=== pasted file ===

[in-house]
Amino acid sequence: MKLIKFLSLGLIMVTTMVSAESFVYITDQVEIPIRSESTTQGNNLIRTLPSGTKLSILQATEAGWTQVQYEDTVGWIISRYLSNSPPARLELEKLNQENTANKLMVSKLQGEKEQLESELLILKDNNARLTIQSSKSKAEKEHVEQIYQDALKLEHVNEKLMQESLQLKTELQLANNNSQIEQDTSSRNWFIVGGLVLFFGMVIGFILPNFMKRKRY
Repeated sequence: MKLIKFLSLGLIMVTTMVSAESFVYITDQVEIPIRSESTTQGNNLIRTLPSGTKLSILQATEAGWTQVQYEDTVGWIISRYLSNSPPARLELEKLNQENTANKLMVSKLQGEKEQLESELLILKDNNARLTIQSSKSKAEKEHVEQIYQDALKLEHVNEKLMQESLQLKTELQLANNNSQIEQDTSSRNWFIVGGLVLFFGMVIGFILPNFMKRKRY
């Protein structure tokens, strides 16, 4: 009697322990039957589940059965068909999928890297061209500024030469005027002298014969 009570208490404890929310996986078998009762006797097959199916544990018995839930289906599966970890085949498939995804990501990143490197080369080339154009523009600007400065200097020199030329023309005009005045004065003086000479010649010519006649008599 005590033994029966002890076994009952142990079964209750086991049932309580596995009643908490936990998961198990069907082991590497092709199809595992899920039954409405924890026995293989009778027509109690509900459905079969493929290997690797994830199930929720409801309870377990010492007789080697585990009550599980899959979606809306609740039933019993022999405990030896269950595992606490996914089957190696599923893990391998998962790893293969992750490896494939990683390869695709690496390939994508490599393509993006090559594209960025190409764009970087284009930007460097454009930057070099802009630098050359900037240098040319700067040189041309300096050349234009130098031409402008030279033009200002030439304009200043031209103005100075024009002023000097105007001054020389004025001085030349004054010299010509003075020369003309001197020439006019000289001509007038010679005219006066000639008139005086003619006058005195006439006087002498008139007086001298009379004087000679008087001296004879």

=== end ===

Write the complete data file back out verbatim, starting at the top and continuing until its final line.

[in-house]
Amino acid sequence: MKLIKFLSLGLIMVTTMVSAESFVYITDQVEIPIRSESTTQGNNLIRTLPSGTKLSILQATEAGWTQVQYEDTVGWIISRYLSNSPPARLELEKLNQENTANKLMVSKLQGEKEQLESELLILKDNNARLTIQSSKSKAEKEHVEQIYQDALKLEHVNEKLMQESLQLKTELQLANNNSQIEQDTSSRNWFIVGGLVLFFGMVIGFILPNFMKRKRY
Repeated sequence: MKLIKFLSLGLIMVTTMVSAESFVYITDQVEIPIRSESTTQGNNLIRTLPSGTKLSILQATEAGWTQVQYEDTVGWIISRYLSNSPPARLELEKLNQENTANKLMVSKLQGEKEQLESELLILKDNNARLTIQSSKSKAEKEHVEQIYQDALKLEHVNEKLMQESLQLKTELQLANNNSQIEQDTSSRNWFIVGGLVLFFGMVIGFILPNFMKRKRY
């Protein structure tokens, strides 16, 4: 009697322990039957589940059965068909999928890297061209500024030469005027002298014969 009570208490404890929310996986078998009762006797097959199916544990018995839930289906599966970890085949498939995804990501990143490197080369080339154009523009600007400065200097020199030329023309005009005045004065003086000479010649010519006649008599 005590033994029966002890076994009952142990079964209750086991049932309580596995009643908490936990998961198990069907082991590497092709199809595992899920039954409405924890026995293989009778027509109690509900459905079969493929290997690797994830199930929720409801309870377990010492007789080697585990009550599980899959979606809306609740039933019993022999405990030896269950595992606490996914089957190696599923893990391998998962790893293969992750490896494939990683390869695709690496390939994508490599393509993006090559594209960025190409764009970087284009930007460097454009930057070099802009630098050359900037240098040319700067040189041309300096050349234009130098031409402008030279033009200002030439304009200043031209103005100075024009002023000097105007001054020389004025001085030349004054010299010509003075020369003309001197020439006019000289001509007038010679005219006066000639008139005086003619006058005195006439006087002498008139007086001298009379004087000679008087001296004879």